As a yoga teacher and therapist, I’d love to explain what each yoga style is all about and yes, ask me. Sometimes, the class may be titled very general such as “Hatha Yoga” or “Yoga for Back Care” – so what does that title really mean and what kind of practice would that be? Who would benefit most from one style to the other and … why are there so many different branches and styles of yoga? Short of history or the roots talk, I found this article to be simple and short at explaining some of the major styles of yoga you often hear about – and of course your local yoga studio should be able to define each class they offer more clearly:
Just hanging out …dangling, spine elongated just by giving into gravity …
Great Wall Yoga is super yummy for back care and those none gymnasts, dancer, not even athletic- back ground, regular folks who want to stay fit mentally spiritually and physically – say goodbye to lower back compression; relieve neck/shoulder stiffness – plus the benefits of an inversion – although these props have been used in Iyengar yoga from inception … so to have it here is a … wow. What if I had curated music (No Coldplay – for my past post referencing, click HERE ) and blended the wall practice with flowy mat practice … Mix the Styles … What might that look like and what might that be called ? Yoga for Creativity:) ?? With something like 20+ hrs training, had to think about how to incorporate the wall part with none-wall part … recalling how at Iyengar studio I used to go to, some students just went off on their own to use the wall. They knew what they needed and how to modify a pose to fit their needs. Interesting. It’s adult playground:) Same goes for all props … some know exactly what they are doing and some using props for the first time … so fun to see how we explore and discover something about our own body each time. Tending to our body-temple:)
Yoga could be thousands of years old, as is traditional martial arts, sure, but needs of our ancestors from waaay back then might have been vastly different than our needs today … while the underlying human struggles and suffering remain the same: we get sick; we get hurt; we experience loss; we will all die and no one is exempt (did I depress everyone?), it is what it is – or is it? Yoga allows you to question – if there’s another way.
So while the basics of humanness remain the same … back at the early stages of yoga practices, there may not have been any of all this sitting around, hours on chairs looking at screens …there were no processed foods; there were no …. (fill in the blanks); and in return we have today all these modern conveniences and medical advances … would the practice that served our ancestors serve our needs the same way today?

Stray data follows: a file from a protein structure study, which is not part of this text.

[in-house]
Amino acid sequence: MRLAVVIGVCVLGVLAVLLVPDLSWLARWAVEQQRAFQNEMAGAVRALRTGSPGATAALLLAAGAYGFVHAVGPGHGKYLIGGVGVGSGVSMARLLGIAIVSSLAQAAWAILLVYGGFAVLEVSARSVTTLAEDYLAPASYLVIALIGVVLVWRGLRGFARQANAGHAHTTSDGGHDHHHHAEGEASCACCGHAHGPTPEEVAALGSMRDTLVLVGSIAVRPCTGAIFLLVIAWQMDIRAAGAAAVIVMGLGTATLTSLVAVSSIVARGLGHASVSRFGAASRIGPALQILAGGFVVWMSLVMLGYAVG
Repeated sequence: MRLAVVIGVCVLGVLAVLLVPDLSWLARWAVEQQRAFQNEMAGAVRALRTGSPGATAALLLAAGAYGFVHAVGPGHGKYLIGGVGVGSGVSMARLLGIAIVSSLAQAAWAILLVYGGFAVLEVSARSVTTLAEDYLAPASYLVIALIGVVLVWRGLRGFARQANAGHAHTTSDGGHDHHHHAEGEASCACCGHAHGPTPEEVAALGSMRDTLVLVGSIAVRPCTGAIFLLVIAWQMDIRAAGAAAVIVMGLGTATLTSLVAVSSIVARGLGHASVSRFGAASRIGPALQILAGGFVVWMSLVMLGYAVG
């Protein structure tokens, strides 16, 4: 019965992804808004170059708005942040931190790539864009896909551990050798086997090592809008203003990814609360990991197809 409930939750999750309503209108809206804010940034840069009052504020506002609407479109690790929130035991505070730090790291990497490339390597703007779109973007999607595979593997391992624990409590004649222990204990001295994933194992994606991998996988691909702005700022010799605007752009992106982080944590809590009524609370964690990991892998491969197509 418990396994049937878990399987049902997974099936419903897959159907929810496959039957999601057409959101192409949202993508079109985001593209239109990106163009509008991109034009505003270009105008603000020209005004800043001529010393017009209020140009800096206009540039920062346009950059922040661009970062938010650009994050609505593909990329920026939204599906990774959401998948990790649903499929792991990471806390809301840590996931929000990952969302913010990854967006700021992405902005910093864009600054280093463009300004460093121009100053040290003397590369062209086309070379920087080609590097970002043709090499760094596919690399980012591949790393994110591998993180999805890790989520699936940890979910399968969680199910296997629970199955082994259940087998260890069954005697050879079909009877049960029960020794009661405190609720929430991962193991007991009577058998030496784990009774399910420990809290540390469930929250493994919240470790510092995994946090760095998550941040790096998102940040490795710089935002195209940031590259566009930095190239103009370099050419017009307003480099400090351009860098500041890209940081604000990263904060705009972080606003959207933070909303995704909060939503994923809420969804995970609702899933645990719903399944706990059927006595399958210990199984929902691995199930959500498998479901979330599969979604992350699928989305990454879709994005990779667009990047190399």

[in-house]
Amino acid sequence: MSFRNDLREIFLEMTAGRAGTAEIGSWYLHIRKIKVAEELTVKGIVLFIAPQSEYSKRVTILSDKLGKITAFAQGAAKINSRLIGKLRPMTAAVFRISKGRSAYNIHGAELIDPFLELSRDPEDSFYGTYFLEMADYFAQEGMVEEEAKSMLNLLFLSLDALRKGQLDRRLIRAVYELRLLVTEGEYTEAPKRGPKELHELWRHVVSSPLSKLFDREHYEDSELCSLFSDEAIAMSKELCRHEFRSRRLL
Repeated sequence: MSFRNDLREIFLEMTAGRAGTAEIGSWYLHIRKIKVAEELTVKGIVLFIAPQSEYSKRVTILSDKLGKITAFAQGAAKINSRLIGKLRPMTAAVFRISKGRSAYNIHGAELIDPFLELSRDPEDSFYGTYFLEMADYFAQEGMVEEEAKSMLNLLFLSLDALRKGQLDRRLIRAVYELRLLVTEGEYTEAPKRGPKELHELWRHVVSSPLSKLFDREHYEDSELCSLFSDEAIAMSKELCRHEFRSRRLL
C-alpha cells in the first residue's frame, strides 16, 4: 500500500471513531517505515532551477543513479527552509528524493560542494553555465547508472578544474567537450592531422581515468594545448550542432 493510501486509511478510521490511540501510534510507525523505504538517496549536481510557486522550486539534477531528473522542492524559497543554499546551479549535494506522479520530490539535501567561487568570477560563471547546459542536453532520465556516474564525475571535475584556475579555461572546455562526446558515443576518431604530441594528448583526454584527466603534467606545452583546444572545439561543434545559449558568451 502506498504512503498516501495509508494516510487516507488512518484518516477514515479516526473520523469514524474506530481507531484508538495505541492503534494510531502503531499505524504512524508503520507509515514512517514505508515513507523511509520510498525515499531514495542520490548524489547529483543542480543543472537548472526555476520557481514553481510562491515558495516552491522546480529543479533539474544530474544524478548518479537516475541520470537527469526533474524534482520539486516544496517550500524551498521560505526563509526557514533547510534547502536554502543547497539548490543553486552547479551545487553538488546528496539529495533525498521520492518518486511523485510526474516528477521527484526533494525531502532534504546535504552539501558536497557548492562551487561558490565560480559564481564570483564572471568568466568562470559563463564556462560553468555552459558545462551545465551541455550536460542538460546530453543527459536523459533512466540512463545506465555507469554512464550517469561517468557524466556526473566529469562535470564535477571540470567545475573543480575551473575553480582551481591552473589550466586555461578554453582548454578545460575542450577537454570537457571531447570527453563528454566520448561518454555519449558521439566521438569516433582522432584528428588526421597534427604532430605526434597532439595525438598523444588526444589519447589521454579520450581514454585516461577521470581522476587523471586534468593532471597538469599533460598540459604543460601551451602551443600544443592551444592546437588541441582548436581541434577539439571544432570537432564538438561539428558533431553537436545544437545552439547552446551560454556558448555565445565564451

So today’s yoga is the evolution of all that has come before us. It keeps changing while the basic philosophy and tenets remain rock solid. It’s up to us to find and develop a practice that’s suitable to our own unique body bone structure, our own needs reflecting our age and condition … our own intention for getting on this mat today. Challenging ourselves help us grow but when what we are looking for is healing at every level, the practice starts to look a little different.
Yoga Therapeutics is not a “style” of yoga:
“Yoga therapy is the process of empowering
individuals to progress toward improved
health and wellbeing through the application
of the teachings and practices of yoga.
Yoga is a scientific system of self-investigation,self-transformation,and self-realization
that originated in India.
The teachings of yoga are rooted in the Vedas and grounded in classical texts and a rich oral tradition.This tradition recognizes that the human being’s essential
nature is unchanging awareness that exists
in relationship to and identification with the
changing phenomena of the empirical world.
The yoga tradition views humans as a multidimensional
system that includes all aspects of body; breath; and mind, intellect, and emotions and their mutual interaction.
Yoga is founded on the basic principle that intelligent practice can positively influence the direction of
change within these human dimensions, which
are distinct from an individual’s unchanging
nature or spirit.The practices of yoga traditionally
include, but are not limited to, asana,
pranayama, meditation, mantra, chanting,
mudra, ritual, and a disciplined lifestyle.
Yoga therapy is the appropriate application of
these teachings and practices in a therapeutic
context in order to support a consistent yoga
practice that will increase self-awareness and
engage the client/student’s energy in the direction
of desired goals.”
– excerpt from IAYT publication
Fully supported inversion where you feel …weightless … thanks to Jason Cull, Yoga Therapist, Yoga Wall TT teacher 🙂 Humble and yet thorough in his teachings … a yogi that he is.
My flyer for the Thanksgiving class …
Subbing for beautiful Lorraine tomorrow night – Pure Yin:) I love Vinyasa as that’s my practice, the core; but Yin is my roots:) Thank you for the opportunity.
Hoping to practice more in 2019 at the Great Wall of Yoga with guidance of Iyengar Yoga Institute certified teacher, the magnificent Maria @
Yoga Health Center@ 677 Laurel St #200, San Carlos